R Objects


title: Objects in R

Objects

R allows the user to save the data by storing it inside an object.

What’s an object?

An object is a name that you can use to call up stored data. For example, you can save data into an object like a or b.

> a <- 5 > a [1] 5

There are many types of objects in R. Two of the most common are as lists and functions.
Example of a list:

> a <- list(1, "Hello, world!", FALSE)

Lists can contain mixed types of data (number, string and boolean in this example).

There are many built in functions in R. The user can also make a ‘user defined’ function, as you see below.
The following creates the function circleArea that calculates the area of a circle (A = π r2).

>circleArea <- function(r){ A <- pi * r^2 return(A) }

How to create an Object in R?

  1. To create an R object, choose a name and then use the less-than symbol, <,
    followed by a minus sign, -, to save data into it. This combination looks like an
    arrow, <-. R will make an object, give it your name, and store in it whatever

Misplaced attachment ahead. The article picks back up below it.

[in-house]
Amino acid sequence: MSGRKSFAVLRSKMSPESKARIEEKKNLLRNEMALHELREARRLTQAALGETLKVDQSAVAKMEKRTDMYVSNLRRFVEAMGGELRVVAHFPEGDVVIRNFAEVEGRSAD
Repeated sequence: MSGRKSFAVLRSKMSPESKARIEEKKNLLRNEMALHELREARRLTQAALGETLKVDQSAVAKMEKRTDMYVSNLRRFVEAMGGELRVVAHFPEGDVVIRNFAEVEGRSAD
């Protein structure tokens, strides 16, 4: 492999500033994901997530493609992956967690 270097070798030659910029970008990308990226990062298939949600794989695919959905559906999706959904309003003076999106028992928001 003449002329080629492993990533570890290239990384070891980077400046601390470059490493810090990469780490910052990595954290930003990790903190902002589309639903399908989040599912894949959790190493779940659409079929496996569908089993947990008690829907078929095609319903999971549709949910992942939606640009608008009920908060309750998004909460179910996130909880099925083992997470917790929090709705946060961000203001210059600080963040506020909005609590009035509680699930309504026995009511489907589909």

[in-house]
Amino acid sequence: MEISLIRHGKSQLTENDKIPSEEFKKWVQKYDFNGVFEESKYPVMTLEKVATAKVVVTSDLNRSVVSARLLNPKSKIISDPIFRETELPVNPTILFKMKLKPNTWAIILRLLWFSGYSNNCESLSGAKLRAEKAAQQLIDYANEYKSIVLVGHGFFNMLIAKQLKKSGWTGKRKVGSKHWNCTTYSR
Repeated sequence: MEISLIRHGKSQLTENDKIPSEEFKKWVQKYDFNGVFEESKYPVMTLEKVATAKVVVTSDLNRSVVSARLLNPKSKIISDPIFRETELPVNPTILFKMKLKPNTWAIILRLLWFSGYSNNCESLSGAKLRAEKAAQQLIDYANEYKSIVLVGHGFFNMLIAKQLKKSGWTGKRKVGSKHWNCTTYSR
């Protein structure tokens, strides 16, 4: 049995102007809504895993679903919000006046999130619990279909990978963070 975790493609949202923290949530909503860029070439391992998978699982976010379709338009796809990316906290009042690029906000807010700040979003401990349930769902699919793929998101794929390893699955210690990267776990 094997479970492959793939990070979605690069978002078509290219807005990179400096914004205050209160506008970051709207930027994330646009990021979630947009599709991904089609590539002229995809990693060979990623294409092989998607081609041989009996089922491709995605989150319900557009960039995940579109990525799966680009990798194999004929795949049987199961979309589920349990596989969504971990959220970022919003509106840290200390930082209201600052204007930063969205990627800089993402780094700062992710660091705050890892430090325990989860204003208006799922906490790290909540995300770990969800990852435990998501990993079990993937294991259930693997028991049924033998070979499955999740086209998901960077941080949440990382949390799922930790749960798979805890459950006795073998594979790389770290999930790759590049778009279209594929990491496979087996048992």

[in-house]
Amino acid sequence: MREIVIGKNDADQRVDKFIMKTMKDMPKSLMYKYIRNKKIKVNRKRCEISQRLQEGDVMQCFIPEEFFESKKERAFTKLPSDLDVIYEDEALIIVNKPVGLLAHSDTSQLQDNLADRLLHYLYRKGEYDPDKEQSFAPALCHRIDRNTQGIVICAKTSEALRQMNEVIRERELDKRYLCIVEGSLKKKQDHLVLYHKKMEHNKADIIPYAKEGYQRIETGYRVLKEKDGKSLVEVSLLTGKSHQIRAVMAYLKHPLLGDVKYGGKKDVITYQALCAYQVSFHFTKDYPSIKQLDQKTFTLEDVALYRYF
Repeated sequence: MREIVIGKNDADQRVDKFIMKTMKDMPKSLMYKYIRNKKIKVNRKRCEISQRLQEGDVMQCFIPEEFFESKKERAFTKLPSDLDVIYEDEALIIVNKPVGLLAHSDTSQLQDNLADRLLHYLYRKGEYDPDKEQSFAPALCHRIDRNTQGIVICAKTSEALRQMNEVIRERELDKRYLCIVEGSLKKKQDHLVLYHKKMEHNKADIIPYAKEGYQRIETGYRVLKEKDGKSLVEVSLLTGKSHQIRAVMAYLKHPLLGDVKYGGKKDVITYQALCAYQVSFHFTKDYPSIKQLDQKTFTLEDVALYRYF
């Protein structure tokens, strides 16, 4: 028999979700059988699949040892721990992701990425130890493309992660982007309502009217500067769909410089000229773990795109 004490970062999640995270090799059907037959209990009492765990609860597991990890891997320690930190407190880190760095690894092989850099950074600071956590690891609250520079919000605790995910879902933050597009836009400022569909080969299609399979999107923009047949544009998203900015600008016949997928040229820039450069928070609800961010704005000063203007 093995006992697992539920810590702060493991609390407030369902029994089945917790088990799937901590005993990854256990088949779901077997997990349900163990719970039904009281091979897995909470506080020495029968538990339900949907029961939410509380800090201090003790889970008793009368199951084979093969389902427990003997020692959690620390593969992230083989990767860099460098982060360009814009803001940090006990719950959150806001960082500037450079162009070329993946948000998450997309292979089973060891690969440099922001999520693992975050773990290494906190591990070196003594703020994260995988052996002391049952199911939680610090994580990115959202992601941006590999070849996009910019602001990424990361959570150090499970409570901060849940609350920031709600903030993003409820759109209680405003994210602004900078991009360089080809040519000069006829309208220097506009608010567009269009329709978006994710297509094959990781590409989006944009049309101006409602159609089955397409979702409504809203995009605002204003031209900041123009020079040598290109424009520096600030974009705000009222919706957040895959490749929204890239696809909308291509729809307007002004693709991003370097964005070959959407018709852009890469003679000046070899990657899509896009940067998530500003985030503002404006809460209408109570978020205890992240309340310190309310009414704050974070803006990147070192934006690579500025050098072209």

follows the arrow. You can also use the ‘=’ sign, but this is a less common method to assign a value to an object and generally frowned upon.
  2. When the user calls the object in the console it provides the output on the next line. For example:
> die <- 1:6 > die [1] 1 2 3 4 5 6
  1. You can name an object in R almost anything you want, but there are a few rules. First,
    a name cannot start with a number.
    Second, a name cannot use some special symbols, like ^, !, $, @, +, -, /, or *:
  2. R also understands capitalization (or is case-sensitive), so name and Name will refer to different objects.
  3. You can see which object names you have already used with the function ls().

References

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